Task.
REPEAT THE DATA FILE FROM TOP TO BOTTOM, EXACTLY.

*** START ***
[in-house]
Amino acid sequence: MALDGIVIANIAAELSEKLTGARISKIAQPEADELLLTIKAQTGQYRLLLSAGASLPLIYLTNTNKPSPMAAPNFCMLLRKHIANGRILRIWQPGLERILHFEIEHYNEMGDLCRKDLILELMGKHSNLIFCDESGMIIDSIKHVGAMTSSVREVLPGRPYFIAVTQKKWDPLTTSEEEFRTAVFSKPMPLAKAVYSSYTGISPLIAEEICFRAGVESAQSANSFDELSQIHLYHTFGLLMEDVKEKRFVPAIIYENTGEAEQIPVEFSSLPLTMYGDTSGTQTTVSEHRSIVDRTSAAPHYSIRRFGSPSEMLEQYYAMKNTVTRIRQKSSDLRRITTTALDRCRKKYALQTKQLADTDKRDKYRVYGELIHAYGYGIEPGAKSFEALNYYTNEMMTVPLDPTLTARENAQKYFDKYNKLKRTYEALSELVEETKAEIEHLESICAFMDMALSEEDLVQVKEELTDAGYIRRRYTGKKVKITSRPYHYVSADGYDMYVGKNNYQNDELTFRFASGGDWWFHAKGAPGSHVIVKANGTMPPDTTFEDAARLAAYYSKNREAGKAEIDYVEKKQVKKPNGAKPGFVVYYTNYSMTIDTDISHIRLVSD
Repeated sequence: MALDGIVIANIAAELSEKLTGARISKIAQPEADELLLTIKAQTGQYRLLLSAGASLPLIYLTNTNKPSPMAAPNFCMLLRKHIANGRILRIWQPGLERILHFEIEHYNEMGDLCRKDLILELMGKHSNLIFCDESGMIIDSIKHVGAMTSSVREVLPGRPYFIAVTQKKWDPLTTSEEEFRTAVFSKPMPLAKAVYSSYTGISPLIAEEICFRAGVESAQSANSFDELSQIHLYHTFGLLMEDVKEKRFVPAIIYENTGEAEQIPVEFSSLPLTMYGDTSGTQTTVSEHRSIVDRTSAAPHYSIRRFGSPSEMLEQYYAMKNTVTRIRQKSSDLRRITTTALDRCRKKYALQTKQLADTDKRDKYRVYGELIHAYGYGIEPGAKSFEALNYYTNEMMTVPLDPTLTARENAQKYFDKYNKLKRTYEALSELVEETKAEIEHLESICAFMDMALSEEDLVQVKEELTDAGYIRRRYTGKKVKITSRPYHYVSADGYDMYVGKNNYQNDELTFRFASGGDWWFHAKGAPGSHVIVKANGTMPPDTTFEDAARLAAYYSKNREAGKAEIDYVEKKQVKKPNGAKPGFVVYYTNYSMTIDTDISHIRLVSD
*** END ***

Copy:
[in-house]
Amino acid sequence: MALDGIVIANIAAELSEKLTGARISKIAQPEADELLLTIKAQTGQYRLLLSAGASLPLIYLTNTNKPSPMAAPNFCMLLRKHIANGRILRIWQPGLERILHFEIEHYNEMGDLCRKDLILELMGKHSNLIFCDESGMIIDSIKHVGAMTSSVREVLPGRPYFIAVTQKKWDPLTTSEEEFRTAVFSKPMPLAKAVYSSYTGISPLIAEEICFRAGVESAQSANSFDELSQIHLYHTFGLLMEDVKEKRFVPAIIYENTGEAEQIPVEFSSLPLTMYGDTSGTQTTVSEHRSIVDRTSAAPHYSIRRFGSPSEMLEQYYAMKNTVTRIRQKSSDLRRITTTALDRCRKKYALQTKQLADTDKRDKYRVYGELIHAYGYGIEPGAKSFEALNYYTNEMMTVPLDPTLTARENAQKYFDKYNKLKRTYEALSELVEETKAEIEHLESICAFMDMALSEEDLVQVKEELTDAGYIRRRYTGKKVKITSRPYHYVSADGYDMYVGKNNYQNDELTFRFASGGDWWFHAKGAPGSHVIVKANGTMPPDTTFEDAARLAAYYSKNREAGKAEIDYVEKKQVKKPNGAKPGFVVYYTNYSMTIDTDISHIRLVSD
Repeated sequence: MALDGIVIANIAAELSEKLTGARISKIAQPEADELLLTIKAQTGQYRLLLSAGASLPLIYLTNTNKPSPMAAPNFCMLLRKHIANGRILRIWQPGLERILHFEIEHYNEMGDLCRKDLILELMGKHSNLIFCDESGMIIDSIKHVGAMTSSVREVLPGRPYFIAVTQKKWDPLTTSEEEFRTAVFSKPMPLAKAVYSSYTGISPLIAEEICFRAGVESAQSANSFDELSQIHLYHTFGLLMEDVKEKRFVPAIIYENTGEAEQIPVEFSSLPLTMYGDTSGTQTTVSEHRSIVDRTSAAPHYSIRRFGSPSEMLEQYYAMKNTVTRIRQKSSDLRRITTTALDRCRKKYALQTKQLADTDKRDKYRVYGELIHAYGYGIEPGAKSFEALNYYTNEMMTVPLDPTLTARENAQKYFDKYNKLKRTYEALSELVEETKAEIEHLESICAFMDMALSEEDLVQVKEELTDAGYIRRRYTGKKVKITSRPYHYVSADGYDMYVGKNNYQNDELTFRFASGGDWWFHAKGAPGSHVIVKANGTMPPDTTFEDAARLAAYYSKNREAGKAEIDYVEKKQVKKPNGAKPGFVVYYTNYSMTIDTDISHIRLVSD